Pete Souza/White House
President Obama in the White House Situation Room watches then-Egyptian President Hosni Mubarak on TV.
President Obama in the White House Situation Room watches then-Egyptian President Hosni Mubarak on TV. Pete Souza/White House
Rick Holter, a senior editor at Weekend All Things Considered, sees a relationship between how President Obama chooses his NCAA brackets and his foreign policy:
Obama's picks the last three years actually say a lot about him as a decision maker — even reflecting how he's approaching the North African unrest.
Bear with me here... His final four in both the men's and women's brackets are all No. 1 seeds. (He says that's the first time he's picked it that way.)
In fact, his final eight in the men's bracket are 1-2, 1-2, 1-3, 1-3. He picks Kansas to win it all (they're the No. 2 seed overall).
Last year, he also picked Kansas (when they were the No. 1 overall). The year before, he picked North Carolina (the No. 1 overall), and the Tar Heels won.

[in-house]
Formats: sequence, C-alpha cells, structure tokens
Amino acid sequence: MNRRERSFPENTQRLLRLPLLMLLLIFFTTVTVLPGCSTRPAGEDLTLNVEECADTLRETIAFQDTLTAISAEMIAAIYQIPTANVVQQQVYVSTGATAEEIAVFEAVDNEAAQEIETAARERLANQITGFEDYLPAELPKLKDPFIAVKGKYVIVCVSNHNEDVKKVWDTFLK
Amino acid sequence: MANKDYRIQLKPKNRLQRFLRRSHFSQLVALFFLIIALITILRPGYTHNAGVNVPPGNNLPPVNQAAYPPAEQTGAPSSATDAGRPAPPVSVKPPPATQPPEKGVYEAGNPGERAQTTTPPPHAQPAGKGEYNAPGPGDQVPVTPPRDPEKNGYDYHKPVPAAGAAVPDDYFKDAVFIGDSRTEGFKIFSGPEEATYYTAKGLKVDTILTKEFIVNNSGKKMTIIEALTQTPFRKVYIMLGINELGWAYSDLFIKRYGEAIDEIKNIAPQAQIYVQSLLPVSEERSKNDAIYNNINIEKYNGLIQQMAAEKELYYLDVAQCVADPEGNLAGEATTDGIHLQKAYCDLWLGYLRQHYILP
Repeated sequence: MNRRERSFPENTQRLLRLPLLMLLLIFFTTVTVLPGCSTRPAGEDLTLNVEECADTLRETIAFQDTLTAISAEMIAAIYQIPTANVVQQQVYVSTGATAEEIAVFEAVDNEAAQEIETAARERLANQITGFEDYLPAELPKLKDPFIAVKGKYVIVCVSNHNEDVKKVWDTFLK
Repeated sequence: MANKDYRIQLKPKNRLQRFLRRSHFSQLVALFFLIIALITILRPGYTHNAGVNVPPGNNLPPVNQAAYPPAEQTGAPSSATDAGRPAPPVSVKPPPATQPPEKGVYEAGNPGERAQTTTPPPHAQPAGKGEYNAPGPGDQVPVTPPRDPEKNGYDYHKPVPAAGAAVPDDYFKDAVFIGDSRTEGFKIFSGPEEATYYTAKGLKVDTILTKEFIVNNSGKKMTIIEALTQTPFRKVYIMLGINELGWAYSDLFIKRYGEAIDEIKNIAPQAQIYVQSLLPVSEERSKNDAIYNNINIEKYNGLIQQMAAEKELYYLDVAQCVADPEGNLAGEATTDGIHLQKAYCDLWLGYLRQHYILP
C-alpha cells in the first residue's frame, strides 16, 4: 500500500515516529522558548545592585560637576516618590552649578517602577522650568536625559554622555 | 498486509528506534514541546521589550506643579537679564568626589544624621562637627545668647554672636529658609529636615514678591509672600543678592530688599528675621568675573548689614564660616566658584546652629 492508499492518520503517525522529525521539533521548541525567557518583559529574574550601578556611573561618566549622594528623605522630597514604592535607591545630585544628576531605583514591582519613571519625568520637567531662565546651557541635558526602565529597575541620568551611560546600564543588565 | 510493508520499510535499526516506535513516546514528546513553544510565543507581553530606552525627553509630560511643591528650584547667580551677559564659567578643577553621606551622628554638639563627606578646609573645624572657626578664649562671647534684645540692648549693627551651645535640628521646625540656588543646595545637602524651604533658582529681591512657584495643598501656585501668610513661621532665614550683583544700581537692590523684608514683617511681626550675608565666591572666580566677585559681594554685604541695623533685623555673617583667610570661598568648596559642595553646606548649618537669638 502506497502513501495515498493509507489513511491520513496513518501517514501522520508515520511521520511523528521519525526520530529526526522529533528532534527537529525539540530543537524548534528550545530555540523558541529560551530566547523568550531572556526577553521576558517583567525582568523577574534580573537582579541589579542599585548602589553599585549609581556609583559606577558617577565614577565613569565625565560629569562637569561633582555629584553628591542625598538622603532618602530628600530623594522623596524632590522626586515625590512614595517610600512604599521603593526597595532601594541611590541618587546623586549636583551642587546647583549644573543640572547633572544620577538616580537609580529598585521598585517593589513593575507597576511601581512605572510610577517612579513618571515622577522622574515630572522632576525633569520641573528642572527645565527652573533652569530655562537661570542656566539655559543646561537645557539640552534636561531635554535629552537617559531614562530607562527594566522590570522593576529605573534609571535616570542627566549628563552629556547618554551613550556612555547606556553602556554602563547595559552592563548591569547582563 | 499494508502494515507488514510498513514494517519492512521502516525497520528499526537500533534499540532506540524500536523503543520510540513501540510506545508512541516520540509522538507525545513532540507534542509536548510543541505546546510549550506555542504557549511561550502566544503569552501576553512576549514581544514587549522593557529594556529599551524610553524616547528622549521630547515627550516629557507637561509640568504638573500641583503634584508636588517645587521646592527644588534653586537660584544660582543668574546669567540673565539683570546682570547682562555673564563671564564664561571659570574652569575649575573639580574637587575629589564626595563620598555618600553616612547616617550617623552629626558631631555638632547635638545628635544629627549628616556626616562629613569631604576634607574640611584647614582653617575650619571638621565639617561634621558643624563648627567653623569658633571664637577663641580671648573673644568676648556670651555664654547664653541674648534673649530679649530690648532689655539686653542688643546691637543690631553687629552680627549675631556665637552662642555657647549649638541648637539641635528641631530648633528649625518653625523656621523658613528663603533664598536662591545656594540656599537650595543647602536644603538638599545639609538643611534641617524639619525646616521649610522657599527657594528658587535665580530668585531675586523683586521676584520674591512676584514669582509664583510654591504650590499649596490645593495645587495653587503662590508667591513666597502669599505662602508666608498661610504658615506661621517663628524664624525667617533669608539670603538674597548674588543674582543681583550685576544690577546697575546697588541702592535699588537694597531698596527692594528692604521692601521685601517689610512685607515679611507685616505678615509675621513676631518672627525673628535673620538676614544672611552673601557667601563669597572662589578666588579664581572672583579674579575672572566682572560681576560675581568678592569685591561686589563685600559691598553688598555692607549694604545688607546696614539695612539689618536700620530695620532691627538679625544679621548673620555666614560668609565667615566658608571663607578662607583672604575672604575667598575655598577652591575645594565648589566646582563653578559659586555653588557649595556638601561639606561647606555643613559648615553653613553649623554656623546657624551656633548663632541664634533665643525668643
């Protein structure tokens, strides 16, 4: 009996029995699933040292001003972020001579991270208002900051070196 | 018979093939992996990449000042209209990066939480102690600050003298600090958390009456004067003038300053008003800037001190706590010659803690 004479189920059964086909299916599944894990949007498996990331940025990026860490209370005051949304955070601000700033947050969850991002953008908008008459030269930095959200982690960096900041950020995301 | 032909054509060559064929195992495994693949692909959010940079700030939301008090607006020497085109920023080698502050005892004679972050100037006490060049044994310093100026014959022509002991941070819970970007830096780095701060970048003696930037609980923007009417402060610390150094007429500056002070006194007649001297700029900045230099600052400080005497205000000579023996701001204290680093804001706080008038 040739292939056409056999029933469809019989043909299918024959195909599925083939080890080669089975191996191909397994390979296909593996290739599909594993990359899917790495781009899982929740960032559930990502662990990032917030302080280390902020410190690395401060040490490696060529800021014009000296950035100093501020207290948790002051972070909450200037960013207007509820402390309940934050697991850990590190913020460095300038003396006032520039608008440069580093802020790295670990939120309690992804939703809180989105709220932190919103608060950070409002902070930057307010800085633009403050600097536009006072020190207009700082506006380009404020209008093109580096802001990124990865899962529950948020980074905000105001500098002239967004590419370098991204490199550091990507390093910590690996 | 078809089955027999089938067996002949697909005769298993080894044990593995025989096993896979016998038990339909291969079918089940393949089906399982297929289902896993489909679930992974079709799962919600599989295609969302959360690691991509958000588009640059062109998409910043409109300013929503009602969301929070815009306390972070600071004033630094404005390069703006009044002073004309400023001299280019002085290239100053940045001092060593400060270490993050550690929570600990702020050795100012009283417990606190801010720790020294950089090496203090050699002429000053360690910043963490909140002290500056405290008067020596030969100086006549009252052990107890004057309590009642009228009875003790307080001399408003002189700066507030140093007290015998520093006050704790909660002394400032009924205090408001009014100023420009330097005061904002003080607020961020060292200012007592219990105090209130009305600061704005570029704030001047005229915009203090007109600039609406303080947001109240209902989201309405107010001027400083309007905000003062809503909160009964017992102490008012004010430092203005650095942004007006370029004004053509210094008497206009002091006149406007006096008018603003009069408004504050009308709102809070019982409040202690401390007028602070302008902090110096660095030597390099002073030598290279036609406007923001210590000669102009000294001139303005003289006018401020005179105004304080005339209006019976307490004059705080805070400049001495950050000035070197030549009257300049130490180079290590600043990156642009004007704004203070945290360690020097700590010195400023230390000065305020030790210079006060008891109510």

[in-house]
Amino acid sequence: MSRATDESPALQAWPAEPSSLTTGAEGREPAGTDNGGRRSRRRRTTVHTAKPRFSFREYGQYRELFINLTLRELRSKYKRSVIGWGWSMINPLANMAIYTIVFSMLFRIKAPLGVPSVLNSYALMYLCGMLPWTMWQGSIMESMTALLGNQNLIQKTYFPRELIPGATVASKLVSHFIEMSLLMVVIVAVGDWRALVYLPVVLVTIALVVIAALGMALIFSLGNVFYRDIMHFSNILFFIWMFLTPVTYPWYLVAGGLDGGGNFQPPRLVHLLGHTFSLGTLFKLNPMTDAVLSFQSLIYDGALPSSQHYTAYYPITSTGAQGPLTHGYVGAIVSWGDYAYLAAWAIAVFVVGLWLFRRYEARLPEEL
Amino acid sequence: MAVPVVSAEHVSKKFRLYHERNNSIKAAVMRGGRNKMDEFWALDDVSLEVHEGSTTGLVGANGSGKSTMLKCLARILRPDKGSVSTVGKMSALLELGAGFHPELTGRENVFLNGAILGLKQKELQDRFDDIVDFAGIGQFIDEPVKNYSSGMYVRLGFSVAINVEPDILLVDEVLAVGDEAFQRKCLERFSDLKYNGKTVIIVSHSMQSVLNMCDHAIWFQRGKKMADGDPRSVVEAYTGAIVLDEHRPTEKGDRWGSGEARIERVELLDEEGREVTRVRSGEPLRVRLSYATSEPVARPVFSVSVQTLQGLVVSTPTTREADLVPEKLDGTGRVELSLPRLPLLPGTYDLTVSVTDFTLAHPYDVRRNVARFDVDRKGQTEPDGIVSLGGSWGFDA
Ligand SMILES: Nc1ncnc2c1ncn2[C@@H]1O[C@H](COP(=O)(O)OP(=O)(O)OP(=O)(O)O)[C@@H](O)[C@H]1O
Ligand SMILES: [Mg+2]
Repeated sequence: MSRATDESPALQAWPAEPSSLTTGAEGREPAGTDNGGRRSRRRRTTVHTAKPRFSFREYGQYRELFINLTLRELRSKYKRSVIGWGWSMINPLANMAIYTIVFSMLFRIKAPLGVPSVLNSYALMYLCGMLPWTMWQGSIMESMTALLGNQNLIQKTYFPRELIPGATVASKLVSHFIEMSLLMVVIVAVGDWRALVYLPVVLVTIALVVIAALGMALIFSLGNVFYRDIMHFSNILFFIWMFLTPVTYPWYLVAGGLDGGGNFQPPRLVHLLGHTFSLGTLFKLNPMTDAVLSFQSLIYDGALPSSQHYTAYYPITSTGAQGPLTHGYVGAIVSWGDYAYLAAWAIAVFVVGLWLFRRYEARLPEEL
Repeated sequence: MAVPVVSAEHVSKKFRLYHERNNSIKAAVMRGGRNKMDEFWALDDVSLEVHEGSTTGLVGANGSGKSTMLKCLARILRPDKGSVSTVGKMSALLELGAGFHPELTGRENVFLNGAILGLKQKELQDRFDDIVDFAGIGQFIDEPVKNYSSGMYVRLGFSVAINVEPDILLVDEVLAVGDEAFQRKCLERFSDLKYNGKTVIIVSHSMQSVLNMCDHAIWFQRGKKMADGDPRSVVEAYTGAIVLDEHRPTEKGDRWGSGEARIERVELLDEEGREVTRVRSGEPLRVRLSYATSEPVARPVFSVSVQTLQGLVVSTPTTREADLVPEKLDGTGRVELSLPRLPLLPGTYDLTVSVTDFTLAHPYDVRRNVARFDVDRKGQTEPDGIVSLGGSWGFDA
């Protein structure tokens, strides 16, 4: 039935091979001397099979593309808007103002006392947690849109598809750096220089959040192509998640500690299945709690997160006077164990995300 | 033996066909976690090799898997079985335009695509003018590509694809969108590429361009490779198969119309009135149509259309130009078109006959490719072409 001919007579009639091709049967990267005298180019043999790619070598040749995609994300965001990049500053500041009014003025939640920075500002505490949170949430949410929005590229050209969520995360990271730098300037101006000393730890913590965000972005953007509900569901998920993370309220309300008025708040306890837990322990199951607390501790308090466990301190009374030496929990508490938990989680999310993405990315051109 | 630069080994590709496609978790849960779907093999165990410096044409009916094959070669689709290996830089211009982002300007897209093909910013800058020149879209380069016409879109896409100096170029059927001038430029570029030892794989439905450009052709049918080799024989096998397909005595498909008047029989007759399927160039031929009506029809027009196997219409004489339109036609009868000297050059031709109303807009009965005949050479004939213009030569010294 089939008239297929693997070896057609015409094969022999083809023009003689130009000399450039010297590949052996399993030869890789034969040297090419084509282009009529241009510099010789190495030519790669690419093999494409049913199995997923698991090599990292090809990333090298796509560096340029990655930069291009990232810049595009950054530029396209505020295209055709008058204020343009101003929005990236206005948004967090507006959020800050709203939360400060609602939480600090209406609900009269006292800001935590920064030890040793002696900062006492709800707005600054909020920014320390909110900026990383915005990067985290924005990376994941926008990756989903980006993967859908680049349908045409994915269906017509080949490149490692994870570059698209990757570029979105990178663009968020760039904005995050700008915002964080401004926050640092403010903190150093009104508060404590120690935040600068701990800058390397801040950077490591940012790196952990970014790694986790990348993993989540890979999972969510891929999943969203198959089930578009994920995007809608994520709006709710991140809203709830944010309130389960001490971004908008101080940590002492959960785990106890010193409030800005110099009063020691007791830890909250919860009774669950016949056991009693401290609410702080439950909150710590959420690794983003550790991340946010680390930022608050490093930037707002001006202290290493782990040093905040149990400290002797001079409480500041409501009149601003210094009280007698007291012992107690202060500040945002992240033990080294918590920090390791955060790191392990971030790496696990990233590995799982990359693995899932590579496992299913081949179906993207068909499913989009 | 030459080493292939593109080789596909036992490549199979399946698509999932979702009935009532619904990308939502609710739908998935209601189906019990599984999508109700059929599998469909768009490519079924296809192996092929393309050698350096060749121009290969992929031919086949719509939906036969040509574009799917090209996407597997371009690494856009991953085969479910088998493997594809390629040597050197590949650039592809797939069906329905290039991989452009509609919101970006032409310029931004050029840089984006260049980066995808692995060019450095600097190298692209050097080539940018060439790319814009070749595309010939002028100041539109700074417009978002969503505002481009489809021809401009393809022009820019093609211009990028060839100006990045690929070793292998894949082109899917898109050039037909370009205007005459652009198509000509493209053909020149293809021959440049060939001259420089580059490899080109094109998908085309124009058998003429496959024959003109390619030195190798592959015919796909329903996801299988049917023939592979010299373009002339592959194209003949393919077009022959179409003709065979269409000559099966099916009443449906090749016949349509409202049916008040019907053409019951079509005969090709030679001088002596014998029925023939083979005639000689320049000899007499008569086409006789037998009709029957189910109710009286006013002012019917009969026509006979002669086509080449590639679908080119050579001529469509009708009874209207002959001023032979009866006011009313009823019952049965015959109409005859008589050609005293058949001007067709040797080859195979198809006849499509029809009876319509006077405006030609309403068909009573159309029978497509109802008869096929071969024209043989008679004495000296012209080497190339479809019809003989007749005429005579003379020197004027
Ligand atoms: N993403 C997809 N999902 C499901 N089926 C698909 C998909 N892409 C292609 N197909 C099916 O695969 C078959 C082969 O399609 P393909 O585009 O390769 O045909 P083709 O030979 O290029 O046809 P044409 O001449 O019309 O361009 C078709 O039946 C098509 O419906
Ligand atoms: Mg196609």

Obama really knows basketball. But he's a chalk guy. Cautious. Picks favorites. And while he doesn't often win the pool (who does?) he's not bad at picking the ultimate winner.
That approach is evident in other parts of his game — particularly foreign policy. He's encouraging Cinderellas in Egypt (where they won — or didn't...), Bahrain, Libya.
But he's not willing to really get in there and tangle with the No. 1 seeds (Gadhafi, Saudis, etc.)
In short, Rick appears to be sizing Obama up as a foreign-policy realist (he's not alone) but with a splash of idealism, which puts him somewhere between Henry Kissinger's realpolitick on one end and Paul Wolfowitz's neocon idealism on the other, but closer to the Nixon Secretary of State.
I wonder if Kissinger picked Kansas to go all the way, too?